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Predicting and planning against real-world adversaries: an end-to-end pipeline to combat illegal wildlife poachers on a global scale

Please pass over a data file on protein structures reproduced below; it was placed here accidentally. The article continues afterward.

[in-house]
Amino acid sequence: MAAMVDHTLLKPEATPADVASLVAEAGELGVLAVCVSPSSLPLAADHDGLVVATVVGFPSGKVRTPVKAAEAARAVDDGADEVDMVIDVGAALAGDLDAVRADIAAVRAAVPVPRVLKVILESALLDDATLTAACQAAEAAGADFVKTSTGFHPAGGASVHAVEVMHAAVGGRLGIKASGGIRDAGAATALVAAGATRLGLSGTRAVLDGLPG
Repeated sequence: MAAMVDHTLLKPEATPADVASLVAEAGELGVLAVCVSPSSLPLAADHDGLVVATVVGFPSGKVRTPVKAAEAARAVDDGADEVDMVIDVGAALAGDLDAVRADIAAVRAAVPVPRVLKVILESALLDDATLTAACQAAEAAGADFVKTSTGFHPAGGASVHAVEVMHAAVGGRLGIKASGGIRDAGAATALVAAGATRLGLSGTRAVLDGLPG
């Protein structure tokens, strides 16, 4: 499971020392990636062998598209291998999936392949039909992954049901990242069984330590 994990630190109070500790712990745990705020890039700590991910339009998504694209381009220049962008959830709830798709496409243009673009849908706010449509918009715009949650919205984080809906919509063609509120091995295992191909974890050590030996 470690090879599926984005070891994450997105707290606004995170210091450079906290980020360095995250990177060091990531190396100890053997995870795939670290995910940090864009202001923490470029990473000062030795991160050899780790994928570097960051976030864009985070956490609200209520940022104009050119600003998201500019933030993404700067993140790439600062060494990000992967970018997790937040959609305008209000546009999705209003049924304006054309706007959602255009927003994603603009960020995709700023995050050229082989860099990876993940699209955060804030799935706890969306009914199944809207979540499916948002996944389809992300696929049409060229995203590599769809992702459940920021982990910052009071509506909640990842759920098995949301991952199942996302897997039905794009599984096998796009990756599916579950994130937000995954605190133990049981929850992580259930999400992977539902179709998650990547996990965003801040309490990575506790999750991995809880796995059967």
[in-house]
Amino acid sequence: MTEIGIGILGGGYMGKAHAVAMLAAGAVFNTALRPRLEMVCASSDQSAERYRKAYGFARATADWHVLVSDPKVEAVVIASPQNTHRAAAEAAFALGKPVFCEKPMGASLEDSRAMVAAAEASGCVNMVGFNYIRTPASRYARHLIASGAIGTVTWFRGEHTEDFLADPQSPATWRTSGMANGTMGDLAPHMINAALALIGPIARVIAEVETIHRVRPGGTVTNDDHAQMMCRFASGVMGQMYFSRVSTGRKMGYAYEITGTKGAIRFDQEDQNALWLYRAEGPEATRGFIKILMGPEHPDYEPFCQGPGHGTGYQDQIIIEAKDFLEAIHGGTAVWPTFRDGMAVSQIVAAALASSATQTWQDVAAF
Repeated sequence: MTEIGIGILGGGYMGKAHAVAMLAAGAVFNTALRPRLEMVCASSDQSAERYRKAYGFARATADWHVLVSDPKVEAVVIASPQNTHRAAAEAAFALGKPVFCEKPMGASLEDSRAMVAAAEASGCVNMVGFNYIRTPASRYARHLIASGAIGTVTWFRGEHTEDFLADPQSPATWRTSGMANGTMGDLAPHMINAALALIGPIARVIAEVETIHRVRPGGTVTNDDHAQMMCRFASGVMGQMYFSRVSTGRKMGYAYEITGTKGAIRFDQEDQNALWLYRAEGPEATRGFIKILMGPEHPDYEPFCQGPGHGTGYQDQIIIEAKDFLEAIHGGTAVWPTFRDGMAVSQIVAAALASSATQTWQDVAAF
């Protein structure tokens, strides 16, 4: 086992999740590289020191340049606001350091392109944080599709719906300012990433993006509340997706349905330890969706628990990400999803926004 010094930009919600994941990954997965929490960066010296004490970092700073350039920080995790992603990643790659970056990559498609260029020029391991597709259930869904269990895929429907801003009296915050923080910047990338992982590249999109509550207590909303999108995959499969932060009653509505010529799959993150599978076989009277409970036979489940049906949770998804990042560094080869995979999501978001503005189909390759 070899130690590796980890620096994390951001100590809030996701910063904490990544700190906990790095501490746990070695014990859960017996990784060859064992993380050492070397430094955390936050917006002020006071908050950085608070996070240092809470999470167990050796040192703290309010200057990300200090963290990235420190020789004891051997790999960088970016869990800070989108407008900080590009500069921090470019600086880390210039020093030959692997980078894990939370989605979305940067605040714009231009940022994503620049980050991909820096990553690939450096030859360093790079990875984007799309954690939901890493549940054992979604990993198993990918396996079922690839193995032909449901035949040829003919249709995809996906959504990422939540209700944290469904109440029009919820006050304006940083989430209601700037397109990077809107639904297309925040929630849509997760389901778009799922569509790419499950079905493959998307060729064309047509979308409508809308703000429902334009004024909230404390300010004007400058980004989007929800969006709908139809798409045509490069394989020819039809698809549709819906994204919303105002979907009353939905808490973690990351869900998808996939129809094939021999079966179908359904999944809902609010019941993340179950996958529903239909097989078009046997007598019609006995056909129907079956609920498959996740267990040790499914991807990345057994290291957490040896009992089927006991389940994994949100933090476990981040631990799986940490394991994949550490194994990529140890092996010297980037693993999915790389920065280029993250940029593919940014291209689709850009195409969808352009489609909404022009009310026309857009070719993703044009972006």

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Predicting and planning against real-world adversaries: an end-to-end pipeline to combat illegal wildlife poachers on a global scale